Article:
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From Tyson Norris <>
Subject Re: Improving support for UI driven use cases
Date Sun, 02 Jul 2017 14:42:24 GMT

> On Jul 2, 2017, at 3:05 AM, Markus Thömmes <> wrote:
> Right, I think the UI workflows are just an example of apps that are latency sensitive
in general.
> I had a discussion with Stephen Fink on the matter of detecting ourselves that an action
is latency sensitive by using the blocking parameter or as mentioned the user's configuration
in terms of web-action vs. non-web action. The conclusion there was, that we probably cannot
reliably detect latency sensitivity without asking the user to do so. Having such an option
has implications on other aspects of the platform: Why would one not choose that option?

Because a) your use case is event driven and the client trigger simply doesn’t care about
the response or b) you want a guarantee that the activation will be processed even if the
client stops listening for the response (e.g. they received a 202 instead of 200 after a timeout)

> To Rodric's points I think there are two topics to speak about and discuss:
> 1. The programming model: The current model encourages users to break their actions apart
in "functions" that take payload and return payload. Having a deployment model outlined could
as noted encourage users to use OpenWhisk as a way to rapidly deploy/undeploy their usual
webserver based applications. The current model is nice in that it solves a lot of problems
for the customer in terms of scalability and "crash safeness".

But if you require use of the programming model to always achieve scalability, you prevent
use of libraries that may not be ported to that programming model. Consider a npm module that
is used to wrap twitter API calls. I use that in my action to produce tweets. Is my only option
for making my action scale (better than 1 user : 1 container) to reproduce the npm module
in terms of OpenWhisk functions for each HTTP call and compute operation?  

> 2. Raw throughput of our deployment model: Setting the concerns aside I think it is valid
to explore concurrent invocations of actions on the same container. This does not necessarily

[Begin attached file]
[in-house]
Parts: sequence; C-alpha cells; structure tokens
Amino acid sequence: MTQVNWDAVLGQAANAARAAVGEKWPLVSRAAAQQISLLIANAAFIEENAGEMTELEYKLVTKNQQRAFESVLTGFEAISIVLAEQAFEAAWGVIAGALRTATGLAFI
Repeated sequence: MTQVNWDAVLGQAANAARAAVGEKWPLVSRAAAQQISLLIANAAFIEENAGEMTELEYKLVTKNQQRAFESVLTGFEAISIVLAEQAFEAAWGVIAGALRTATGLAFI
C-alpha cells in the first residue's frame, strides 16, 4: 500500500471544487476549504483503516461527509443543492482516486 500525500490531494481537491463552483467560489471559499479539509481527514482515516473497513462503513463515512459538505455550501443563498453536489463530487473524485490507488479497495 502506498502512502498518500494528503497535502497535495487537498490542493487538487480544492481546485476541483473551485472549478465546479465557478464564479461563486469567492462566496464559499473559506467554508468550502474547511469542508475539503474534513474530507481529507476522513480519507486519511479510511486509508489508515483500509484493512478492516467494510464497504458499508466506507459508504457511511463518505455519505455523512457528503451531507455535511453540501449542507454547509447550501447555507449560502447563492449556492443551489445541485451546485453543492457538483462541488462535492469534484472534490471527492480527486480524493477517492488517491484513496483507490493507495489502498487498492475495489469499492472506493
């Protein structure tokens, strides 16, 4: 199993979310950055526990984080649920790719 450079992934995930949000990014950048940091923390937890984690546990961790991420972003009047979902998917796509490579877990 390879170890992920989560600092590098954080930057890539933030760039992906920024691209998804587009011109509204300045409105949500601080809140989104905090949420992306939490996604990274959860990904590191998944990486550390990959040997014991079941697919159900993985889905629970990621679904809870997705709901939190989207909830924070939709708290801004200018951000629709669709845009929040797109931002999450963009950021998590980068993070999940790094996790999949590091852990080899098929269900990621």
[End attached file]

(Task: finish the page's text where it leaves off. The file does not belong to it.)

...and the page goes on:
mean that users start to deploy monolithic apps as noted above, but it certainly could. Keeping
our JSON-in/JSON-out at least for now though, could encourage users to continue to think in
functions. Having a toggle per action which is disabled by default might be a good way to
start here, since many users might need to change action code to support that notion and for
some applications it might not be valid at all. I think it was also already noted, that this
imposes some of the "old-fashioned" problems on the user, like: How many concurrent requests
will my action be able to handle? That kinda defeats the seemless-scalability point of serverless.

I’m not suggesting changing any programming model, only that the programming model stops
at the point that I depend on libraries for anything, so relying on the programming model
to achieve throughput scalability will not be practical in many cases. I pointed out that
both: the problems are old fashioned yes, and that concurrency is (still) a reasonable way
to address them, Also that doing so it is not defeating any scalability provisions of a serverless
mantra: additional containers can still be started per action, just not *1 per concurrent
user*. You still need to provide some estimate of resource usage of your action. The only
difference is that your approach to determining that estimate changes. e.g. if I can estimate
that my action operates well at 100 rps with 500 concurrent users, and worse with more concurrent
users, then I can configure the system to start more containers once 500 concurrent activations
is hit, and stop those containers when it decreases below 500. 

How do you today estimate resource requirements of actions that are single-user workflows?
Maybe that is something we can discuss to clarify how it would be done in a concurrent activation


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